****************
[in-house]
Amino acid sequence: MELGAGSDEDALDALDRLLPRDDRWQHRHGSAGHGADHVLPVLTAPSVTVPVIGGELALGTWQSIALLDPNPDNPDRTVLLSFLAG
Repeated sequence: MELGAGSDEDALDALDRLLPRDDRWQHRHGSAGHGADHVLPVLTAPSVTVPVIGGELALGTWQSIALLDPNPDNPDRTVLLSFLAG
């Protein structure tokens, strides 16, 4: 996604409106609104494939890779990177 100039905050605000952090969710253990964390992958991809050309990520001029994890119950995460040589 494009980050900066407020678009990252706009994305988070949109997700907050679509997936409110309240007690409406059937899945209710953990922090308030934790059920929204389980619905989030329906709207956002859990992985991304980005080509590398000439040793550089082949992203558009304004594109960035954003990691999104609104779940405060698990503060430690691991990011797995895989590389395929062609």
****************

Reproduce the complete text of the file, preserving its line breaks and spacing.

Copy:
[in-house]
Amino acid sequence: MELGAGSDEDALDALDRLLPRDDRWQHRHGSAGHGADHVLPVLTAPSVTVPVIGGELALGTWQSIALLDPNPDNPDRTVLLSFLAG
Repeated sequence: MELGAGSDEDALDALDRLLPRDDRWQHRHGSAGHGADHVLPVLTAPSVTVPVIGGELALGTWQSIALLDPNPDNPDRTVLLSFLAG
């Protein structure tokens, strides 16, 4: 996604409106609104494939890779990177 100039905050605000952090969710253990964390992958991809050309990520001029994890119950995460040589 494009980050900066407020678009990252706009994305988070949109997700907050679509997936409110309240007690409406059937899945209710953990922090308030934790059920929204389980619905989030329906709207956002859990992985991304980005080509590398000439040793550089082949992203558009304004594109960035954003990691999104609104779940405060698990503060430690691991990011797995895989590389395929062609």